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No. 360, September 1999

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Japanese Companies in the US


TELECOMMUNICATIONS

Japanese multinationals doing business in the United States will have the choice of two more hometown communications carriers in 2000, particularly for their transpacific data communications requirements. The Federal Communications Commission awarded facilities-based operating licenses to DDI COMMUNICATIONS AMERICA CORP., the Los Angeles subsidiary of domestic long-distance carrier DDI CORP. (see Japan-U.S. Business Report No. 355, April 1999, p. 9), and to TTNET AMERICA, INC., the recently formed L.A. unit of TOKYO TELECOMMUNICATION NETWORK CO., INC. (see Japan-U.S. Business Report No. 357, June 1999, p. 11), which got its start by providing local phone service in the Tokyo area. Both companies have secured capacity on separate Japan-U.S. undersea fiber-optic networks that currently are being built. DDI Communications hopes to be operational next spring, while TTNet America is eyeing a third-quarter start-up.

Printed circuit board computer-aided design and manufacturing systems developer ZUKEN INC. invested $1 million in HOLONTECH CORP., acquiring a 2.5 percent or so stake in the San Jose, California specialist in data communications equipment and software. NEC CORP. formed the company in August 1996 from part of its U.S. operations. HolonTech is particularly strong in switch-based load-balancer products and related flow-control software for managing traffic to Web and application servers. This is an area of interest to Zuken, which is looking for a big increase in its network- related business.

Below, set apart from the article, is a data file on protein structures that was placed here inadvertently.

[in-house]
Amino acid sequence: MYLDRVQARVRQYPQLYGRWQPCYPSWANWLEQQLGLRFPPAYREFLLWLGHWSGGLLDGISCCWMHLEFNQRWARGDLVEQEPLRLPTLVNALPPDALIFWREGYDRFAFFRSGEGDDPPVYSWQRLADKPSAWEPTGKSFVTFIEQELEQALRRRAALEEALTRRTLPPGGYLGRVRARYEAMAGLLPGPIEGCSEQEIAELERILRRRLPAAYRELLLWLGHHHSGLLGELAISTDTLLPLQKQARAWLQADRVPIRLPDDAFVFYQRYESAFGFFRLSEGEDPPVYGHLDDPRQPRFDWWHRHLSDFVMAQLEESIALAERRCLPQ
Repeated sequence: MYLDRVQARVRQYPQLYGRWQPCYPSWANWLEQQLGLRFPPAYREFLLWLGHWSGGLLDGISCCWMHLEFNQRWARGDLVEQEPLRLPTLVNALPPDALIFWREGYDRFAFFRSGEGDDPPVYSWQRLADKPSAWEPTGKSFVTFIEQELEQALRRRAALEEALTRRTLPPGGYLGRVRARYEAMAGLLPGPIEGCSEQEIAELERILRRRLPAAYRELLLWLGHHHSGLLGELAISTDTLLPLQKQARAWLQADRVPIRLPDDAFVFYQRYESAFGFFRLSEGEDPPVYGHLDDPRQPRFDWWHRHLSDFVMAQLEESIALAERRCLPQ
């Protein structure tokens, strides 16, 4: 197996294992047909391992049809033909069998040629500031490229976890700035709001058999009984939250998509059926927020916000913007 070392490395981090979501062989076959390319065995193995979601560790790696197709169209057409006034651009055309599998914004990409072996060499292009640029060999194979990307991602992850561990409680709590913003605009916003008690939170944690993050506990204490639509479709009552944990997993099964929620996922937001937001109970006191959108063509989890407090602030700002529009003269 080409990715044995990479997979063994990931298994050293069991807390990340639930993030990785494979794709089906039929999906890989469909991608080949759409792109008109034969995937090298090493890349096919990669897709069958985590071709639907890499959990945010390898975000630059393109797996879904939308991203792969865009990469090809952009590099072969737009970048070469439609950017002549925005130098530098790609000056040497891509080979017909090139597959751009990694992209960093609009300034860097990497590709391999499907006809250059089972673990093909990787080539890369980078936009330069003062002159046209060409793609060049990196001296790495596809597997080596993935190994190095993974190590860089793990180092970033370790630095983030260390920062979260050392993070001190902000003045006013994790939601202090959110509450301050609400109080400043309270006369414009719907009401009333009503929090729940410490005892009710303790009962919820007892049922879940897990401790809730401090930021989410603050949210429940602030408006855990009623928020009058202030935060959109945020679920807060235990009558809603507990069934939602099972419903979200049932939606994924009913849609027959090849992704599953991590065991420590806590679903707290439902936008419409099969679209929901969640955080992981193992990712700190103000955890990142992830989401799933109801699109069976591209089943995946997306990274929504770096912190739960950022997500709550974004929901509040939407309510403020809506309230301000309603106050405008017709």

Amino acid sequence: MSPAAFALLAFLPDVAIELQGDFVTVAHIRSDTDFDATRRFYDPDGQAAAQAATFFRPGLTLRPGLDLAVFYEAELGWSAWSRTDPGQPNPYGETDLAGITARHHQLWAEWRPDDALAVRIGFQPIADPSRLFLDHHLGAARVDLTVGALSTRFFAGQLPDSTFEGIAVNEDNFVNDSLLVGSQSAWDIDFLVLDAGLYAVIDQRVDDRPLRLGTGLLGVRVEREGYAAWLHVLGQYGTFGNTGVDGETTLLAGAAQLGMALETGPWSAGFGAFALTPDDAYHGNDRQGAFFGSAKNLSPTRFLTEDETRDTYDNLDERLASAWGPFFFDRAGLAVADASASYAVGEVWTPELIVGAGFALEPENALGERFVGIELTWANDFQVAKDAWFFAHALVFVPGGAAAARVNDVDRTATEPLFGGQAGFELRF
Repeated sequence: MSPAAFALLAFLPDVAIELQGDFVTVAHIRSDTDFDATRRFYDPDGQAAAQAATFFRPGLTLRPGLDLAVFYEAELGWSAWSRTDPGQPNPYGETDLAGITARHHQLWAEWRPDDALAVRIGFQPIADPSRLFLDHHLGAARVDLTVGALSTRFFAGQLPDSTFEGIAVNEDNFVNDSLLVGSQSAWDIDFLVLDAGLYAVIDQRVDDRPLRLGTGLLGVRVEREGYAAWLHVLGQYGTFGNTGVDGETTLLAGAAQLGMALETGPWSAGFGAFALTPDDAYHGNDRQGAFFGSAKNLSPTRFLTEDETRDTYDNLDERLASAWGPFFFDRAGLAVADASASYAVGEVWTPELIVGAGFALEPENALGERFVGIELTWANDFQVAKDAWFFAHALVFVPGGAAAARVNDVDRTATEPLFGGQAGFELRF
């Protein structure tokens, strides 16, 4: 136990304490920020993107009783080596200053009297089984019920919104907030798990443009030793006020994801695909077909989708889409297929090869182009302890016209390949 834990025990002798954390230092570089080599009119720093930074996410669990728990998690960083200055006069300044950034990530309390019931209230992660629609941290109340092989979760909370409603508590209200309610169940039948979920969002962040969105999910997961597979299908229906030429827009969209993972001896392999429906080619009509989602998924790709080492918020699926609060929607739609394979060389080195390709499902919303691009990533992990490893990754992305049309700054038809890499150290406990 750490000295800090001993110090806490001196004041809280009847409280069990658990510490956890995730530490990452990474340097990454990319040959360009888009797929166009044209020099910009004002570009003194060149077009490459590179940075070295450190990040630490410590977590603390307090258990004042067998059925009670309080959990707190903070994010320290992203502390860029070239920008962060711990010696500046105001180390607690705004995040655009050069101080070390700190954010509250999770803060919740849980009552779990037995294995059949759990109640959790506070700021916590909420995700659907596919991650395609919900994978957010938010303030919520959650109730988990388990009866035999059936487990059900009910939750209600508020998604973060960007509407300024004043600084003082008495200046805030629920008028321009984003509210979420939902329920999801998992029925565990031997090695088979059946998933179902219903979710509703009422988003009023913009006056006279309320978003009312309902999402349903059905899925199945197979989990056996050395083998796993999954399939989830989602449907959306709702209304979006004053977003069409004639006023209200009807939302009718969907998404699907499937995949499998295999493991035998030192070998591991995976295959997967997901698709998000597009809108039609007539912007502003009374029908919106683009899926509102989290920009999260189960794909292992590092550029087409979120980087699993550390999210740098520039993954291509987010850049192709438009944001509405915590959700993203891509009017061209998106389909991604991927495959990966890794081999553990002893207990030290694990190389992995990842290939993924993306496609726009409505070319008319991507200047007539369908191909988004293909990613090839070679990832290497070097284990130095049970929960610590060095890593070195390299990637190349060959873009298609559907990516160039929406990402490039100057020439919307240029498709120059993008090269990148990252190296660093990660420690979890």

DDI CORP. and KYOCERA CORP. are prepared to inject as much as $44.3 million into IRIDIUM LLC, the global satellite phone and paging operator that filed for bankruptcy protection in August after failing to sign up enough customers. NIPPON IRIDIUM CORP. owns 11.2 percent of the Washington, D.C.-based company, second only to MOTOROLA INC.'s share. In turn, DDI and its affiliates have a 50.5 percent stake in Nippon Iridium, while Kyocera owns 10 percent of the company. Symptomatic of Iridium's troubles, Nippon Iridium has attracted fewer than 3,000 subscribers in Japan, about 30 percent of its start-up projection. Service has continued while Motorola tries to negotiate a financial reorganization plan for Iridium.

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